Controlling gobies topic of Science Café

“Can love potions be used to control an invasive fish?” is the title of the next Science Café at 7:30 p.m. Wednesday, March 21, at Canada South Science City. Biologist and author Lynda Corkum will describe her research efforts to control round goby and keep it from destroying native fish populations in the Great Lakes.

The success of the invasive fish, the round goby (Neogobius melanostomus), in the Great Lakes may be due to its sexual communication between males and females during reproduction. Dr. Corkum and her team hypothesize that reproductive males release pheromones (“love potions”) into the water that attract females to nests.

Lynda Corkum

Lynda Corkum.

Lab experiments show that reproductive females exposed to male washings spend more time near the odour source and swim directly to odours when compared with responses to control water. Males breed in colonies. Each male occupies a nest and uses its tail to pump water out of the nest to attract females. Up to 15 females deposit eggs into a single nest that is guarded and maintained by the male. Round gobies feed on the eggs of native fishes. By using traps with synthesized sex odours, female round gobies could be removed from sites where the fish would otherwise feed on eggs of native species.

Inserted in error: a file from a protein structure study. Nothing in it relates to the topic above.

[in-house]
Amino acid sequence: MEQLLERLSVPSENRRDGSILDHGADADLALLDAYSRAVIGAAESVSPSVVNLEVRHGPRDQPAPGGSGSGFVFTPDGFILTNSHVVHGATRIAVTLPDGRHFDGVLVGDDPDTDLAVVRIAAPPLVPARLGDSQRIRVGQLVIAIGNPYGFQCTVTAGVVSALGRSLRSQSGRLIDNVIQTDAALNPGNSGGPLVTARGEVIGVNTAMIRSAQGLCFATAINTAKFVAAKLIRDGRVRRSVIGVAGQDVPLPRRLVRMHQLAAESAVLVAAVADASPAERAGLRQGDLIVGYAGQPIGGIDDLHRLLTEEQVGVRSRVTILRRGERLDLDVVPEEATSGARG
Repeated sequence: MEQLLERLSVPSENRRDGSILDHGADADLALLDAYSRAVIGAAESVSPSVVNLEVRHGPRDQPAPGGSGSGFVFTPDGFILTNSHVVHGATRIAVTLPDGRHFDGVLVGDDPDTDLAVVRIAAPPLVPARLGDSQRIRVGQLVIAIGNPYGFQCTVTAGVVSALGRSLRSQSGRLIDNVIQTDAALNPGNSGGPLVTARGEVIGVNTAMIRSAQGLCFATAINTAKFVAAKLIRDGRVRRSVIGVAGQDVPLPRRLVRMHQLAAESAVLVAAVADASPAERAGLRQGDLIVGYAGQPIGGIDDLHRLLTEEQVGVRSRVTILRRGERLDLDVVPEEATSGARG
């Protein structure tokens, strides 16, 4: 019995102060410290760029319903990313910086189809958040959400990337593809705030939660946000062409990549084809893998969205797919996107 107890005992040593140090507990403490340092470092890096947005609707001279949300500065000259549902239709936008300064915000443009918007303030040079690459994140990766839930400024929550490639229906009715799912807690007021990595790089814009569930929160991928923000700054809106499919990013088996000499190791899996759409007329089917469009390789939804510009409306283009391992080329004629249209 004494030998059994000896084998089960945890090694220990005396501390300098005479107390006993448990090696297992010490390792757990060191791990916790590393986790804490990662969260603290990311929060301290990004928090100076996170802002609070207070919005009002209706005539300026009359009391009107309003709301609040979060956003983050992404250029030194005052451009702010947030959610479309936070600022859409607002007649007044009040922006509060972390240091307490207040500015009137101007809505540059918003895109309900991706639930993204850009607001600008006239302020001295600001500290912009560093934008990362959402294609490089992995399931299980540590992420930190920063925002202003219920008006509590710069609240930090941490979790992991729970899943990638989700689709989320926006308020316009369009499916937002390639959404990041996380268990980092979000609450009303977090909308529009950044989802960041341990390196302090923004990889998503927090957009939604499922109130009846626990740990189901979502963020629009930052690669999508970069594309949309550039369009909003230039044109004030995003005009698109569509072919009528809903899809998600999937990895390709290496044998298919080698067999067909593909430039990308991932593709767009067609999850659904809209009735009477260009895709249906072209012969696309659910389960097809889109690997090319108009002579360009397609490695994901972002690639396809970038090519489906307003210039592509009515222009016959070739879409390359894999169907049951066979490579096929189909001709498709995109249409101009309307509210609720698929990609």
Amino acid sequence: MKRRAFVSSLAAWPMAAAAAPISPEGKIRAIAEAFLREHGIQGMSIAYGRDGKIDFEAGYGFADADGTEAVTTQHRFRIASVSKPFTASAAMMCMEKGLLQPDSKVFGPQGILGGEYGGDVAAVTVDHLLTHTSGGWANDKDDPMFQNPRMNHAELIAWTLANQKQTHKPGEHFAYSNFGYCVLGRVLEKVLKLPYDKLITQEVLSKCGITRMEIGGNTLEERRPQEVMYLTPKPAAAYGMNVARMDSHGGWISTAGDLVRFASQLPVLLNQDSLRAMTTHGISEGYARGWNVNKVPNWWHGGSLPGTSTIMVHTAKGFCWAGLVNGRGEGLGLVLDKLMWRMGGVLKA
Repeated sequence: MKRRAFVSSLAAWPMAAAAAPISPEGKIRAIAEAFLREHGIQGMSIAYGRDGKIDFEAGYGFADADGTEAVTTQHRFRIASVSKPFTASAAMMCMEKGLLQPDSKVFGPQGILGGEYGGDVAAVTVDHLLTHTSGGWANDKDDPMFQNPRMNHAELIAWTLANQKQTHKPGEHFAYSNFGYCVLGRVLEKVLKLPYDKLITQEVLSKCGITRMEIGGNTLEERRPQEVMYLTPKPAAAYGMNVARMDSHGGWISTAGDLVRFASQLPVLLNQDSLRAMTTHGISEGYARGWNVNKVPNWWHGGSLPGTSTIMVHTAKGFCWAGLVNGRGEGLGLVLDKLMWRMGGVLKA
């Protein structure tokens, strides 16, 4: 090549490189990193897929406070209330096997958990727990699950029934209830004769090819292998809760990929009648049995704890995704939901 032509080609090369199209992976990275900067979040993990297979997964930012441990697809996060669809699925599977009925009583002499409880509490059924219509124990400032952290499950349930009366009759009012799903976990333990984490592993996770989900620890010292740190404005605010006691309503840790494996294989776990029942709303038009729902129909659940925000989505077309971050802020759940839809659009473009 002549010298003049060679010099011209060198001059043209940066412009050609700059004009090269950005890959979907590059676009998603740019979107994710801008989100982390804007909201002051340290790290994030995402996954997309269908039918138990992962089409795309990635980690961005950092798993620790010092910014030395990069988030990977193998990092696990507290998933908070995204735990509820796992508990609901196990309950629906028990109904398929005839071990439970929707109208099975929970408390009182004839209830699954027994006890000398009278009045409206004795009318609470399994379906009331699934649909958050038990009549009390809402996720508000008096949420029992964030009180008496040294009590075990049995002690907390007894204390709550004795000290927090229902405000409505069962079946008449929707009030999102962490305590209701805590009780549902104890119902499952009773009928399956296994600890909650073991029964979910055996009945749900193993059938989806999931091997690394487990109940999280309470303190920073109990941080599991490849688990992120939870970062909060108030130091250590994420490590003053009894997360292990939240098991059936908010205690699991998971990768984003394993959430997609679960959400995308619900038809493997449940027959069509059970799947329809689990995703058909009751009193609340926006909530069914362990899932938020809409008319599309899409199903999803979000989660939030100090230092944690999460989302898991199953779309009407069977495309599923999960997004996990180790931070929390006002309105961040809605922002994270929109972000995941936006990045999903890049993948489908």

Corkum is a professor of biological sciences at the University of Windsor. Her research interests include the ecology and behaviour of fishes and aquatic insects. She has written a field guide, Fishes of Essex County and Surrounding Water, which includes a detailed account of fishes in Lake St. Clair, the Detroit River and Lake Erie.

As usual at Science Cafés, light refreshments will be served and there is no admission charge. The evening is part of a series of Science Cafés – free discussions of important science research for the general public – sponsored by the Faculty of Science. Canada South Science City is located at 930 Marion Avenue.